So you pedal happily on, nose to  the Balkan breeze or the Italian wind, until you reach the city center.

Vander Urbani Resort

Glimpsed from the slopes of the castle hill, a rectangle of turquoise stands out amid the little streets, surrounded by ocher roof tiles and rounded tops of bell towers. The Vander Urbani Resort’s rooftop swimming pool, set in wooden decking, crowns a bold contrast: four houses in the medieval center merged into a single address, the first in the country to receive the Design Hotelstm label. It’s a contemporary establishment set inside a historic shell, with mirror walls, concrete arches and a glazed atrium that creates shifting light patterns. The owners, Slovenian Aleksander Vujadinovic and his Australian wife, Amanda, met on the banks of the Ljubljanica, and lived for a while in one of the white and mauve rooms overlooking the river.

 

VANDER URBANI RESORT

6-8, Krojaska ulica.
Tél. +386 1 200 9000.

www.vanderhotel.com
Crète Ammos Hotel

Next

Island hopping

Carnet d’adresses

À faire

Universal Atelier of Street Art

This new gallery, opened by a group of artists a stone’s throw from the vibrant city center, rarely closes. There is always someone drawing, painting, sculpting or making coffee in the studios at the back. Precocious talents Spela, Marko, Sai, Lauro and friends organize a new exhibition every month in an attempt to shake up the capital’s art scene.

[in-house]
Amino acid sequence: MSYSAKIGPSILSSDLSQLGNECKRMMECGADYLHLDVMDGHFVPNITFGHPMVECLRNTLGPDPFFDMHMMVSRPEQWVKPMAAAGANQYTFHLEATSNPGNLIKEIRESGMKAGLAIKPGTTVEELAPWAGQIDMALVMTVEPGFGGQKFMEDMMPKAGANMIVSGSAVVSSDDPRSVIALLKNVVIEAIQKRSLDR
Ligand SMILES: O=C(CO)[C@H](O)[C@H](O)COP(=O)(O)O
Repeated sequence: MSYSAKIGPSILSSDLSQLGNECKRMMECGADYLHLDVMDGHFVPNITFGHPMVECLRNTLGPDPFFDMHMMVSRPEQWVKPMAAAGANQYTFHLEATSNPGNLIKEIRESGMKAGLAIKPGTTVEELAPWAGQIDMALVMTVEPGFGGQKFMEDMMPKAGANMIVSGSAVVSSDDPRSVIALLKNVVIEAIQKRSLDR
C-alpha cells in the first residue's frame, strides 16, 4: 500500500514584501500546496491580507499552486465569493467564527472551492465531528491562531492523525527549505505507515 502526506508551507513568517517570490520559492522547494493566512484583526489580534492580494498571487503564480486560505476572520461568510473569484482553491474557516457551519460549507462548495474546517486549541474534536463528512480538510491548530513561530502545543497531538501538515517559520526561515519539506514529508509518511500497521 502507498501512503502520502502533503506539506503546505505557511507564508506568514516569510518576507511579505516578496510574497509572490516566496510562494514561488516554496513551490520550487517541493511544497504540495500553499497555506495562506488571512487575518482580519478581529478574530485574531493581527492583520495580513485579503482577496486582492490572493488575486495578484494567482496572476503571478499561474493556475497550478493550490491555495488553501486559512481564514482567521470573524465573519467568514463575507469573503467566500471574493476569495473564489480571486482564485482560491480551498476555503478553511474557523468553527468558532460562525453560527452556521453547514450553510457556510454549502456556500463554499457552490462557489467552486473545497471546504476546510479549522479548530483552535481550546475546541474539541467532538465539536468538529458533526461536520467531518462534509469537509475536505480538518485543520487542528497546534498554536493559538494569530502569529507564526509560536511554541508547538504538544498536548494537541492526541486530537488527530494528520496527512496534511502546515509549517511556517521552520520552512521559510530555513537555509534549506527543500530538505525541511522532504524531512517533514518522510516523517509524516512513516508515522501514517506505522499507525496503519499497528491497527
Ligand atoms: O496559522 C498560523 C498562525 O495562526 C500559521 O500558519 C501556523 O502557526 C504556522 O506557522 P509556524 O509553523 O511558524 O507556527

7, Gosposvetska ulica.
Tél. +386 68 631 670.

www.uauu.si

Watermelon

When he is not pedaling along tracks through Alpine forests, Tevz organizes cycle tours on impeccable Italian bikes, in search of Slovenian history or to check out a new backstreet café that has recently opened. Tours can be tailored to individual requests and are perfect for an introductory exploration of the city’s side streets.

Tél. +386 40 552 572.

www.ljubljanabybike.com

Centre d’informations touristiques slovène

To be guided along the way, grab a bike map at the tourist offce showing four itineraries, from baroque architecture to excursions out of town. Bike rental available.

10, Krekov trg.
Tél. +386 1 306 45 76.

www.visitljubljana.com

Cafés

Alter

After following the riverbank and watching how the vegetable gardens slowly eat into the urban fabric, you can tie up at the pontoon by this bistro next to a kayaking school. With its wooden benches, it’s an unpretentious spot, but you’ll feel as though you have the refections of the Ljubljanica all to yourself, far from the café terraces of the center.

16, Livada ulica.